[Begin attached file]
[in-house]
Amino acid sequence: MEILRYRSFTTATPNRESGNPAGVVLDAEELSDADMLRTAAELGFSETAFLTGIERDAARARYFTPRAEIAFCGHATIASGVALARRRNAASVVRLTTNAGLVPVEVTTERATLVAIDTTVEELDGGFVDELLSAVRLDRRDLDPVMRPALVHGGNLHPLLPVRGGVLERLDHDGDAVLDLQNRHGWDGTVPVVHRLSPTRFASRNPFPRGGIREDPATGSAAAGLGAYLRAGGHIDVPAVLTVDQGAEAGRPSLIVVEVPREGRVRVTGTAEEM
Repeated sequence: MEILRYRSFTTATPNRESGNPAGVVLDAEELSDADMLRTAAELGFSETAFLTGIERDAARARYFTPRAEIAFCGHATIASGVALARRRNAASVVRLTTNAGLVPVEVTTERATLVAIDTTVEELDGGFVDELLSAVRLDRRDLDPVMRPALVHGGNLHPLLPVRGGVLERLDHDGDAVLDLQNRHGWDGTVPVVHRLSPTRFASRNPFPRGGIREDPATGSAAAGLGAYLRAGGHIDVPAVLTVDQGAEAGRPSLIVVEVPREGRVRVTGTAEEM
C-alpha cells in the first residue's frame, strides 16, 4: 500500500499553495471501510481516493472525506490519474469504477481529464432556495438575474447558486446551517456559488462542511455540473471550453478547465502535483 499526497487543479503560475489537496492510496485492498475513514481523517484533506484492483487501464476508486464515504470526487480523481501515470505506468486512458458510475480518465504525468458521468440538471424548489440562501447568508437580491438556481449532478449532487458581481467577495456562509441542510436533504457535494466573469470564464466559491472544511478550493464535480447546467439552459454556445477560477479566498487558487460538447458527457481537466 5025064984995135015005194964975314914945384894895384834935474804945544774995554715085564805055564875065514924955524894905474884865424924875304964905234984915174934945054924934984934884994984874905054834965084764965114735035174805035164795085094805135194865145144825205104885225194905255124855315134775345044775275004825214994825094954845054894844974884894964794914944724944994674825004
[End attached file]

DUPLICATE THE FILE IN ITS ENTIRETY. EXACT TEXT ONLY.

[in-house]
Amino acid sequence: MEILRYRSFTTATPNRESGNPAGVVLDAEELSDADMLRTAAELGFSETAFLTGIERDAARARYFTPRAEIAFCGHATIASGVALARRRNAASVVRLTTNAGLVPVEVTTERATLVAIDTTVEELDGGFVDELLSAVRLDRRDLDPVMRPALVHGGNLHPLLPVRGGVLERLDHDGDAVLDLQNRHGWDGTVPVVHRLSPTRFASRNPFPRGGIREDPATGSAAAGLGAYLRAGGHIDVPAVLTVDQGAEAGRPSLIVVEVPREGRVRVTGTAEEM
Repeated sequence: MEILRYRSFTTATPNRESGNPAGVVLDAEELSDADMLRTAAELGFSETAFLTGIERDAARARYFTPRAEIAFCGHATIASGVALARRRNAASVVRLTTNAGLVPVEVTTERATLVAIDTTVEELDGGFVDELLSAVRLDRRDLDPVMRPALVHGGNLHPLLPVRGGVLERLDHDGDAVLDLQNRHGWDGTVPVVHRLSPTRFASRNPFPRGGIREDPATGSAAAGLGAYLRAGGHIDVPAVLTVDQGAEAGRPSLIVVEVPREGRVRVTGTAEEM
C-alpha cells in the first residue's frame, strides 16, 4: 500500500499553495471501510481516493472525506490519474469504477481529464432556495438575474447558486446551517456559488462542511455540473471550453478547465502535483 499526497487543479503560475489537496492510496485492498475513514481523517484533506484492483487501464476508486464515504470526487480523481501515470505506468486512458458510475480518465504525468458521468440538471424548489440562501447568508437580491438556481449532478449532487458581481467577495456562509441542510436533504457535494466573469470564464466559491472544511478550493464535480447546467439552459454556445477560477479566498487558487460538447458527457481537466 5025064984995135015005194964975314914945384894895384834935474804945544774995554715085564805055564875065514924955524894905474884865424924875304964905234984915174934945054924934984934884994984874905054834965084764965114735035174805035164795085094805135194865145144825205104885225194905255124855315134775345044775275004825214994825094954845054894844974884894964794914944724944994674825004